nihongo|Jutsu|術 — meaning "technique, method, skill" or "trick" — is a
bound morphemeof the Sino-Japanese lexical stratum of the Japanese language.
"Jutsu" may combine with another morpheme (or word) to form a word. It does so much more commonly as a second part; examples are, in order of increasing conspicuousness, "wajutsu" (話術, narrative skill), "shujutsu" (手術, surgery), "geijutsu" (芸術, craft) and "gijutsu" (技術, technique, technology). [In "
kanji," these got about 1, 25, 57, and 220 million hits respectively at [http://www.google.co.jp Japanese-language Google] on 13 August 2007. (No attempt was made to exclude pages in Chinese.) With the possible exception of "wajutsu," all will appear in even the simplest of dictionaries for the learner of Japanese as a second language.] Non-speakers of Japanese may encounter it within the name of a specific martial art, e.g. " battōjutsu" (抜刀術, the art of drawing a sword) or "jūjutsu" (柔術, unarmed fighting).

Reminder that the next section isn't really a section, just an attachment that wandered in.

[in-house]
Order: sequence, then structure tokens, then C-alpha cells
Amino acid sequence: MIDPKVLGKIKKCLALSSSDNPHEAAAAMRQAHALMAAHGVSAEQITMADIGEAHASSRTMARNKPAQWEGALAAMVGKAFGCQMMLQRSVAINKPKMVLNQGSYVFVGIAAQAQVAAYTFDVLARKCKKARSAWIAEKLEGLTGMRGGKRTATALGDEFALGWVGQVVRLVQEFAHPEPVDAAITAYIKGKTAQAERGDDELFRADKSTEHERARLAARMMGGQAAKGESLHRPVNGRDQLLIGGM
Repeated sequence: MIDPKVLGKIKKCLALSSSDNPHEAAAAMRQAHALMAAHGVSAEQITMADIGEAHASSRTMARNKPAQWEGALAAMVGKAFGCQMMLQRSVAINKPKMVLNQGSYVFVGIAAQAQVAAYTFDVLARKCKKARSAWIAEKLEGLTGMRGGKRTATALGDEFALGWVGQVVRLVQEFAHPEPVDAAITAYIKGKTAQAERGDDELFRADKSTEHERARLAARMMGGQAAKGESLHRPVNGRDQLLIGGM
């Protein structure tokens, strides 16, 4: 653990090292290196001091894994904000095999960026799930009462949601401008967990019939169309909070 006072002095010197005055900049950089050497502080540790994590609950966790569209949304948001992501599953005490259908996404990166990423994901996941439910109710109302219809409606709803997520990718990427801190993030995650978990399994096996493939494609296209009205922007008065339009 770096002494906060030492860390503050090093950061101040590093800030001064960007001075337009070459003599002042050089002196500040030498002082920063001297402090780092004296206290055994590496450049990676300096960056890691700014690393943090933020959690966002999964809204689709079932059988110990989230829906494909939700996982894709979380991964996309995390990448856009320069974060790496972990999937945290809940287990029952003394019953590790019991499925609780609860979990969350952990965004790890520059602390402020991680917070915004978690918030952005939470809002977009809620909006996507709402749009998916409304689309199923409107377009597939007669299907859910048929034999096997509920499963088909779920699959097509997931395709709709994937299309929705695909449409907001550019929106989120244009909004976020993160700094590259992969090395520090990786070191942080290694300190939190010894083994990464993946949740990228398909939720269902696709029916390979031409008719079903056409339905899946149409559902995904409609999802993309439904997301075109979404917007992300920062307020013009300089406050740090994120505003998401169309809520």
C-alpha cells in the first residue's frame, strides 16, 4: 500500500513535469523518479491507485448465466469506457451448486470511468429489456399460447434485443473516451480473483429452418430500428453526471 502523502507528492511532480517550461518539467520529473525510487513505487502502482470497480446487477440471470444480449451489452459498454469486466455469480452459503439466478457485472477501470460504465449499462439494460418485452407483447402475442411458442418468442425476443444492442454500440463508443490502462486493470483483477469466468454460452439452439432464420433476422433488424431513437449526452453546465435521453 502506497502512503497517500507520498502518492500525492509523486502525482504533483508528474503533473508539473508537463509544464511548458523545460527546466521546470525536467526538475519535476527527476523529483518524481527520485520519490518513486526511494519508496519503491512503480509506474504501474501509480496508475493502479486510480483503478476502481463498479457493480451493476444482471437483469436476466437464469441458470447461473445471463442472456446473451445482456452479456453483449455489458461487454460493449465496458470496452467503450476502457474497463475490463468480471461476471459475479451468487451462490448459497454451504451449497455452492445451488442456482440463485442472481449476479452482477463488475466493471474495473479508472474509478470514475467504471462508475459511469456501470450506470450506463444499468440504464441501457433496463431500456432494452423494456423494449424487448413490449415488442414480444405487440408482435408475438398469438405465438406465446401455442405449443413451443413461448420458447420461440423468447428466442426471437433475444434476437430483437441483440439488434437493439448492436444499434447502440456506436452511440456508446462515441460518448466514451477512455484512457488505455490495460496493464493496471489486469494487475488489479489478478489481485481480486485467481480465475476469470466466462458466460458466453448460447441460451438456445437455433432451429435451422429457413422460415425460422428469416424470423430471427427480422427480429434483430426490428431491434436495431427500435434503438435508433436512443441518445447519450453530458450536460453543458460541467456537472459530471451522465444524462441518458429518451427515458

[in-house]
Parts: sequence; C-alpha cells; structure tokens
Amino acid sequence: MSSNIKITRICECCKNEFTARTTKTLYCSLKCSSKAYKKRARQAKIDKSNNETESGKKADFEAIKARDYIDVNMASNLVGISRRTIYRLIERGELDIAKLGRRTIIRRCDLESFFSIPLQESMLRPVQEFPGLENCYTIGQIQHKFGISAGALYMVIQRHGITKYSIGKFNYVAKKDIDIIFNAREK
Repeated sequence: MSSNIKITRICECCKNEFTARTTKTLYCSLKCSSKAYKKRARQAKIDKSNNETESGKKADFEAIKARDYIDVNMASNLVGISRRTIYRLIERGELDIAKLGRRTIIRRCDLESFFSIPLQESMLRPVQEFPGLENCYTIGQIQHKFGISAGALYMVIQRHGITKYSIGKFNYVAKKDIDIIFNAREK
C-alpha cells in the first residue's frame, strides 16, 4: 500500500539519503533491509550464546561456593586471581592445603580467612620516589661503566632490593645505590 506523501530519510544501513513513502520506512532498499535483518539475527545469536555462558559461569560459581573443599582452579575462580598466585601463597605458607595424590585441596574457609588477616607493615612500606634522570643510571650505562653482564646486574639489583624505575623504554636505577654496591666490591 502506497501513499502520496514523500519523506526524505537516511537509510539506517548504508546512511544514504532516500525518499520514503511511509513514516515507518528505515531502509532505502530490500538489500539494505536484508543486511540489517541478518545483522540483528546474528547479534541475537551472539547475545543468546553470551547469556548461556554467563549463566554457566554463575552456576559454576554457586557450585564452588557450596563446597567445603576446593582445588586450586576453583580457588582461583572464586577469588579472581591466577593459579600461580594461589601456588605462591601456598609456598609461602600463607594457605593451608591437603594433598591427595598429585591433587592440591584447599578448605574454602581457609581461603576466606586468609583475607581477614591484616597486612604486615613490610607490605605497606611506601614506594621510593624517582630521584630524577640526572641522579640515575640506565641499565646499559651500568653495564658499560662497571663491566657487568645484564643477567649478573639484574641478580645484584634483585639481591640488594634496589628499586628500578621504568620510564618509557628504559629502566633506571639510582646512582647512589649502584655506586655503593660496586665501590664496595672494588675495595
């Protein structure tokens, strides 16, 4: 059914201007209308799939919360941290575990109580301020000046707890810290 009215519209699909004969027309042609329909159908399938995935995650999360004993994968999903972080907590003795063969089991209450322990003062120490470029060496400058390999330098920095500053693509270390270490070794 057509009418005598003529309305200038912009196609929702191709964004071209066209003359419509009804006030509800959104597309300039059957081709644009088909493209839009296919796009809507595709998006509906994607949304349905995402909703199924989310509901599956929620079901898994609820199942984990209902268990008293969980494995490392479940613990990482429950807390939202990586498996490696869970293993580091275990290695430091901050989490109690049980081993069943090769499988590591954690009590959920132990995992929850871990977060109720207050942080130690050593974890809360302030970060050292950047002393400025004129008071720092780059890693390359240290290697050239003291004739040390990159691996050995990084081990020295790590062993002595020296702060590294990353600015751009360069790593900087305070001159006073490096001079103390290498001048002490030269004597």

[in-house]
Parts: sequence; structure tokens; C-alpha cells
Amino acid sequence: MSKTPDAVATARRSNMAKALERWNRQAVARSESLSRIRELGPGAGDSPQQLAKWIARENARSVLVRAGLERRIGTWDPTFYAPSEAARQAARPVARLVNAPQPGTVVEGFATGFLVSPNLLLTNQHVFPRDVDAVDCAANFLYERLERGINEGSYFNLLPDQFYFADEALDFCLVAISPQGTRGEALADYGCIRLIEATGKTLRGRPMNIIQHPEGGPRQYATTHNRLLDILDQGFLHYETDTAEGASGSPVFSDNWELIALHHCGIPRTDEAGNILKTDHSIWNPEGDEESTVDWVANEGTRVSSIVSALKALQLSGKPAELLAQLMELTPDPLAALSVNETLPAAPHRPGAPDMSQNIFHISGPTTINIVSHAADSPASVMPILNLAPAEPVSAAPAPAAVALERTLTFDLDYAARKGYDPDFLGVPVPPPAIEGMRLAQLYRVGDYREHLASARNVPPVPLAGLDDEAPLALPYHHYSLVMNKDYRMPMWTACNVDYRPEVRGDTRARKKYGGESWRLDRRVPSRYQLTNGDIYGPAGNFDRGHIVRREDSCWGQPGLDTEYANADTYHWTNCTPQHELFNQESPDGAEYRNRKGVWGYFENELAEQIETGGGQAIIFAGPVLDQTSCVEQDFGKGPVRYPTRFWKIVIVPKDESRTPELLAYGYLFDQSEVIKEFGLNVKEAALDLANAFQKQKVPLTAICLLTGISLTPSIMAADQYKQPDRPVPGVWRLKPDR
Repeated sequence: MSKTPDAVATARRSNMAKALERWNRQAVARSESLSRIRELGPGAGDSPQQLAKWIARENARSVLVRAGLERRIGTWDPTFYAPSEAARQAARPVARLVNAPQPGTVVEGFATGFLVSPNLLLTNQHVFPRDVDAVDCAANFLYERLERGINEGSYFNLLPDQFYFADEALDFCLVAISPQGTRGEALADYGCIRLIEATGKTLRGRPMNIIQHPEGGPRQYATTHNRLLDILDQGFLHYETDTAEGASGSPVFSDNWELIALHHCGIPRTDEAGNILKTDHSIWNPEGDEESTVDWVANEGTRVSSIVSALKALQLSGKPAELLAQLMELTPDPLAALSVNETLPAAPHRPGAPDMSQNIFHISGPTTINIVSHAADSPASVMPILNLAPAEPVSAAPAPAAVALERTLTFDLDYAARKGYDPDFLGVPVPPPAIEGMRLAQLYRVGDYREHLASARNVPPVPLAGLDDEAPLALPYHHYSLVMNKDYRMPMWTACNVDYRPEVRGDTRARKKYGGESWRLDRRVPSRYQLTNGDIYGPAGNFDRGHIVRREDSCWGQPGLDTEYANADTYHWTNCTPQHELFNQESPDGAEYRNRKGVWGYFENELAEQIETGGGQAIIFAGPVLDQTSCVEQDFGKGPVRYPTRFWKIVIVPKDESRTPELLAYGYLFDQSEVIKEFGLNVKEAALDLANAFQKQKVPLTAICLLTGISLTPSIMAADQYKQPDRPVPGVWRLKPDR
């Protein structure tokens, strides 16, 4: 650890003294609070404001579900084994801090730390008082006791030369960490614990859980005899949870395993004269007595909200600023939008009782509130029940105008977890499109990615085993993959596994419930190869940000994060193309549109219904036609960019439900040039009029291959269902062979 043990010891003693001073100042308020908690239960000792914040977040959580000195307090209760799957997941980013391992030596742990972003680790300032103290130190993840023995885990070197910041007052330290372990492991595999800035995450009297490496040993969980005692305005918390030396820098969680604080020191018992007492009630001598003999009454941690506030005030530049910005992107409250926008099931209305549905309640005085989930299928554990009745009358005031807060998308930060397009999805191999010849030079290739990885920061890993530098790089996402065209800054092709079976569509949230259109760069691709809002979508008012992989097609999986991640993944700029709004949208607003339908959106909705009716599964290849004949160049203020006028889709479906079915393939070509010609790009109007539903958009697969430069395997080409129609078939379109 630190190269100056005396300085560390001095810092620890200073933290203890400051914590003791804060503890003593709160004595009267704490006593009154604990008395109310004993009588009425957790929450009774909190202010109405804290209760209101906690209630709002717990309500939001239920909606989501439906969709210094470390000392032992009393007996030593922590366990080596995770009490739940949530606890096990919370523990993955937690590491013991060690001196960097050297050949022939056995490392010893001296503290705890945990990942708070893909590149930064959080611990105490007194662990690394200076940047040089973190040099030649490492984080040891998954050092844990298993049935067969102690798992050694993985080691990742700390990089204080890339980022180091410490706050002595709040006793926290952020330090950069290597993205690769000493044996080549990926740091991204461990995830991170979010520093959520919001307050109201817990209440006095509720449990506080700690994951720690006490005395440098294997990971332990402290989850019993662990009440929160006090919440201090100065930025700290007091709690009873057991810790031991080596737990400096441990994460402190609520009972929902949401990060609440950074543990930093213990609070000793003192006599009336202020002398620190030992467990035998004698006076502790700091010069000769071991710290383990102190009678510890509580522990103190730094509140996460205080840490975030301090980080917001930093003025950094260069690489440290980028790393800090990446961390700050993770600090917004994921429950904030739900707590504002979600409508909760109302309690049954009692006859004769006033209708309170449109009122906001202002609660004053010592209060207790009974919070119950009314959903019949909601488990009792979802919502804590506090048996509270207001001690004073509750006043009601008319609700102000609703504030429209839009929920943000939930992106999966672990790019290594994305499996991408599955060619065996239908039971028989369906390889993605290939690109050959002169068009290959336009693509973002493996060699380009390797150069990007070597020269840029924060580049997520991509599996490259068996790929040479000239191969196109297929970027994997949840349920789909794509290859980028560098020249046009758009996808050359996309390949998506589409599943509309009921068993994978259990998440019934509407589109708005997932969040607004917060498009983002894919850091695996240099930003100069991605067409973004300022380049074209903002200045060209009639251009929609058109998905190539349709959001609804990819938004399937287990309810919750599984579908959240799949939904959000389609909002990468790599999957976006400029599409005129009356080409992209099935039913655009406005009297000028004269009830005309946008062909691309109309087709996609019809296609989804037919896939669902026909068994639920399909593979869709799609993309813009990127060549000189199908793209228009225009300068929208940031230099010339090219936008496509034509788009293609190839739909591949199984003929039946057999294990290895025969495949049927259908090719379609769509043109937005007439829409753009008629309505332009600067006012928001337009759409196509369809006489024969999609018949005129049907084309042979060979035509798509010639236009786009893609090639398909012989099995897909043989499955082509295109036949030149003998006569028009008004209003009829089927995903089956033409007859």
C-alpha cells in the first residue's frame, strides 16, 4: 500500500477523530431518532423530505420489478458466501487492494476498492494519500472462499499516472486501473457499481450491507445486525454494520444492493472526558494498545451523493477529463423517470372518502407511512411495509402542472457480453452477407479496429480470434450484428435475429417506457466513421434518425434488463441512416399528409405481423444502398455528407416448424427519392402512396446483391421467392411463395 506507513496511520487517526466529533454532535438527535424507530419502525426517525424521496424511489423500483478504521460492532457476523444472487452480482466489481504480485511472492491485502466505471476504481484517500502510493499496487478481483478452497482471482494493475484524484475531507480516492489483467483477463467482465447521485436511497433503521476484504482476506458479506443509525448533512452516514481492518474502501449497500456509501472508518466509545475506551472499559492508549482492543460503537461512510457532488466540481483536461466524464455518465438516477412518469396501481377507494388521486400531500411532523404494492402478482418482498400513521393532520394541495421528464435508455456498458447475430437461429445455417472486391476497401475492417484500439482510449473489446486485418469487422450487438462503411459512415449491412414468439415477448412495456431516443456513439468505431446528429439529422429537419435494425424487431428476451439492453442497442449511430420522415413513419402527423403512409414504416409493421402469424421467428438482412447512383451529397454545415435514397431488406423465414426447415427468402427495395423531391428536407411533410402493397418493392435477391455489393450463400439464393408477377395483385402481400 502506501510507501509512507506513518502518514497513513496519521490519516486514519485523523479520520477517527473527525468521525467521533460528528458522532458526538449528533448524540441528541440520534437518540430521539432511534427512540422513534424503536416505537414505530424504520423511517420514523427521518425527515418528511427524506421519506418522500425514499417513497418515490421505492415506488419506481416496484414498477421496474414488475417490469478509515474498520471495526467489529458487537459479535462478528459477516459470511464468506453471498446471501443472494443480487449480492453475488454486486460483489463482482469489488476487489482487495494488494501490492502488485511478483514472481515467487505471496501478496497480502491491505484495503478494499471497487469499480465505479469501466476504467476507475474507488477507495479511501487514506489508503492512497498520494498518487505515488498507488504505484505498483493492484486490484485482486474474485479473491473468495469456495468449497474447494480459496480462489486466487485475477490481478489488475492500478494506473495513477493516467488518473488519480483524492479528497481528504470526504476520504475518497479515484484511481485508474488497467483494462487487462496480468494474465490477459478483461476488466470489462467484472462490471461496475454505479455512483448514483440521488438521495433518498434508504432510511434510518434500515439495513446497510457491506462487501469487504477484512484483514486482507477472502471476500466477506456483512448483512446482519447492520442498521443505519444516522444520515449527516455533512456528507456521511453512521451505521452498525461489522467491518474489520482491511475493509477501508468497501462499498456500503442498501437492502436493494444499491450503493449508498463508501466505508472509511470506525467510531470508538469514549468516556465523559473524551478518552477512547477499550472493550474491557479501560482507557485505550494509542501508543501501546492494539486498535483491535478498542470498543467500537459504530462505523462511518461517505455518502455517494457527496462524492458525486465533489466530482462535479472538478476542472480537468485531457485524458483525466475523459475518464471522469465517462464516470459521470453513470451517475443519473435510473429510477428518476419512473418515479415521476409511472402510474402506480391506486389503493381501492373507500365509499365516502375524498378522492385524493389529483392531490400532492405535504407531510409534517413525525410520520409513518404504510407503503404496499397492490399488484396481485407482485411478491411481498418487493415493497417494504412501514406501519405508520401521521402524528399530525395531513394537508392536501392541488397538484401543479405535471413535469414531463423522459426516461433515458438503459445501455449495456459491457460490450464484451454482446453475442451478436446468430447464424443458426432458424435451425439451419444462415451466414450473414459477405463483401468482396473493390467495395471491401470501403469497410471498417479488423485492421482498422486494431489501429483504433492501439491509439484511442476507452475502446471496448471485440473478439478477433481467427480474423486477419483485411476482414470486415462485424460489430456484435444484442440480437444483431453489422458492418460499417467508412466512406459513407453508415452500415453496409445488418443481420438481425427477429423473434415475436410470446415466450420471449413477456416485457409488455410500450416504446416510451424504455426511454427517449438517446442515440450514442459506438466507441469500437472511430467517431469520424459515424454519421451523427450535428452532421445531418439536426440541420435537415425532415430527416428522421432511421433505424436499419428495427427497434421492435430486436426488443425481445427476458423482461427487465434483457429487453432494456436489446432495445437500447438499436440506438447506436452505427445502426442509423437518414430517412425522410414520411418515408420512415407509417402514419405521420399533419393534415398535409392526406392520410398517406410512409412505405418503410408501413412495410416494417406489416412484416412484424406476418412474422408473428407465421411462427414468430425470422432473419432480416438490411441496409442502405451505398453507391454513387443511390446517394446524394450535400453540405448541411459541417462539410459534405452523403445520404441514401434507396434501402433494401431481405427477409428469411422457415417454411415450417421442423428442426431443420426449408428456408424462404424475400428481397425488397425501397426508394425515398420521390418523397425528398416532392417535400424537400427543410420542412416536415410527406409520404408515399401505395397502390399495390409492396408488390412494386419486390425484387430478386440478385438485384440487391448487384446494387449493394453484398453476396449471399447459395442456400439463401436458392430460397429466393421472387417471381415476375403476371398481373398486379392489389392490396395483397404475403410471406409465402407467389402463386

As a suffix, "jutsu" seems to be mildly productive, combining with "
gairaigo": "komyunikēshonjutsu" (コミュニケーション術, communication skill) and "meikuappujutsu" (メイクアップ術, make-up skill). [With about 243,000 and 935 hits respectively at [http://www.google.co.jp Japanese-language Google] on 13 August 2007.]
"Jutsu" also combines as a first half. A straightforward example is "jutsugo" (術語, technical term). An
allomorphends with geminationinstead of "tsu" (see " sokuon"), resulting in words such as "jussaku" (術策, manoeuvre) and "jutchū" (術中に, stratagem). [These three words appear in intermediate or larger Japanese and Japanese–English dictionaries.]
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